Befriending the Bumble Bee

Did you know that honey bees were imported from Europe and are not native to the United States?

Honey bee collects pollen. (K. Ethington)

In California, we have about 1,600 species of native bees, and 26 of these are bumble beesThe bumble bee is the largest and gentlest of all the known species of bees. The queen bumble bee hibernates in the winter, then emerges in the spring to collect nectar, rebuild her strength, and find a suitable nest location. Click on this link to learn more fascinating details about a year in the life of a bumble bee from the Xerces Society.

If you look closely at the vegetation in your garden or park space now, you might spot a bumble bee collecting pollen from the flowers. Bumble bees are particularly good at pollination. Their wings beat 130 times or more per second, according to the National Wildlife Federation, and the beating combined with their large bodies vibrates flowers until they release pollen, which is called buzz pollination. Buzz pollination helps plants produce more fruit.

Crotch’s Bumble Bee. (E. Wallace)

When you see a bumble bee, snap a photo and share it with scientists. One of the best places to record your bumble bee sighting is iNaturalist. iNaturalist is a joint initiative of the California Academy of Sciences and the National Geographic Society. With iNaturalist “every observation can contribute to biodiversity science, from the rarest butterfly to the most common backyard weed.”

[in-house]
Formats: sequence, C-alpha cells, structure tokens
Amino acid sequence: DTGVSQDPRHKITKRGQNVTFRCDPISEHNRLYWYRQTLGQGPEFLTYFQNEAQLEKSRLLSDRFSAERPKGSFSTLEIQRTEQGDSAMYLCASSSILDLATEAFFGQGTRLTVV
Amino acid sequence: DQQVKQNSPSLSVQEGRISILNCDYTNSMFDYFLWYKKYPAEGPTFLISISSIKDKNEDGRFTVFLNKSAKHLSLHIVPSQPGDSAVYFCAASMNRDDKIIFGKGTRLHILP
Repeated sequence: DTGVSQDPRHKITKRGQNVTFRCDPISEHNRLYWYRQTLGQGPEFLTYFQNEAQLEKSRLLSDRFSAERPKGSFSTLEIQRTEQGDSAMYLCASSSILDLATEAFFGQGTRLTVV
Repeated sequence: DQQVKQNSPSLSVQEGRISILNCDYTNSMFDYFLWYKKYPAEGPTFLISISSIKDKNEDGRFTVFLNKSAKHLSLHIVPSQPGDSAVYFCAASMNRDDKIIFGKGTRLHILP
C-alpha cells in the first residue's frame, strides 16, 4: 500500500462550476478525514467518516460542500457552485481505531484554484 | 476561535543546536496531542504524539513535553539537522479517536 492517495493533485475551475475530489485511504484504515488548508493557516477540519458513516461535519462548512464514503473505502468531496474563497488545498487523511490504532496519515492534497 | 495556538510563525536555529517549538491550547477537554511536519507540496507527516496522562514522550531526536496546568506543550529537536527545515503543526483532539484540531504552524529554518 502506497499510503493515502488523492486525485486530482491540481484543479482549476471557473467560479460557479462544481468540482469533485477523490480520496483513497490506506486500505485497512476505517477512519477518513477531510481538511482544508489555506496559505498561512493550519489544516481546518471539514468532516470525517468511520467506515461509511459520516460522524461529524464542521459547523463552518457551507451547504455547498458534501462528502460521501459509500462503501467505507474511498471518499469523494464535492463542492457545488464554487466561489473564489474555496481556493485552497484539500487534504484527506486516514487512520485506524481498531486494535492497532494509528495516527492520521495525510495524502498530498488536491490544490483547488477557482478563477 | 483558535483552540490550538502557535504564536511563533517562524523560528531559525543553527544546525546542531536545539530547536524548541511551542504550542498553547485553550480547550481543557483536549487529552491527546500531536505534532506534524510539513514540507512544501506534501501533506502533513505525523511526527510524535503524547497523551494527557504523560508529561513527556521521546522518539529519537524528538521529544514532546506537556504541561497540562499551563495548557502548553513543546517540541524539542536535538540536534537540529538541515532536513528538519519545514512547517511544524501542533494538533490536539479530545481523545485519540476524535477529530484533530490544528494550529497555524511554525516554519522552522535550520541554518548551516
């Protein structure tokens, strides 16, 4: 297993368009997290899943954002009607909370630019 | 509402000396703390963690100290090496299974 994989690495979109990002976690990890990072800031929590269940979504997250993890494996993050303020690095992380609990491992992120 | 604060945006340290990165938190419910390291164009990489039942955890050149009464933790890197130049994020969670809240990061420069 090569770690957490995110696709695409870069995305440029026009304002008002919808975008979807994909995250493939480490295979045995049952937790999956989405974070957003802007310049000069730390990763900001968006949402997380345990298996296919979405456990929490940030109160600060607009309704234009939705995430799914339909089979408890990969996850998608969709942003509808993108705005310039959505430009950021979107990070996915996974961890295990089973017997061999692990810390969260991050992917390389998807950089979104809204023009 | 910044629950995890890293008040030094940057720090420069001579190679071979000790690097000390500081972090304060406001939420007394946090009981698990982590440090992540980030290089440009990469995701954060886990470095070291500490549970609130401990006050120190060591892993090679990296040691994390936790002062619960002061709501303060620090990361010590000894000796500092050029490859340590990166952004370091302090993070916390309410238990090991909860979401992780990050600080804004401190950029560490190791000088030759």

The Crotch’s bumble bee pictured above was verified by scientists after I imported the photo to iNaturalist. It is classified as endangered due to the impacts of pesticides, climate change, and human development.

Black-tailed bumble bee. (E. Wallace)

Bumble bees need three things to thrive:

  1. Flowers on which to forage.
  2. A place to build their nest (abandoned rodent holes in the soil, leaf litter, and cavities in rock piles).
  3. A pesticide-free environment.

Yellow-faced bumble bee. (E. Wallace)

Let’s help our bumble bees so we can enjoy their fuzzy buzzing every spring. Now that we have been forced to slow down, we can spend some of our free time watching the secret lives of animals, and then upload our observations on iNaturalist. Maybe we can plant a native plant or two in our gardens, and see if we can help these creatures while we help ourselves.

Buckwheat blossom. (E. Wallace)

Speaking of native plants, the Orange County Chapter of the California Native Plant Society (OCCNPS) is offering free California ‘Dana Point’ buckwheat plants (while supplies last) at Tree of Life Nursery and  Roger’s Gardens. These two nurseries are operating carefully and have made some changes in light of COVID-19. Tree of Life Nursery has reduced their operating hours — check the web site before picking up your free buckwheat. Roger’s Gardens in Corona del Mar is also operating with protective measures in place.

Digger bee. (K. Ethington)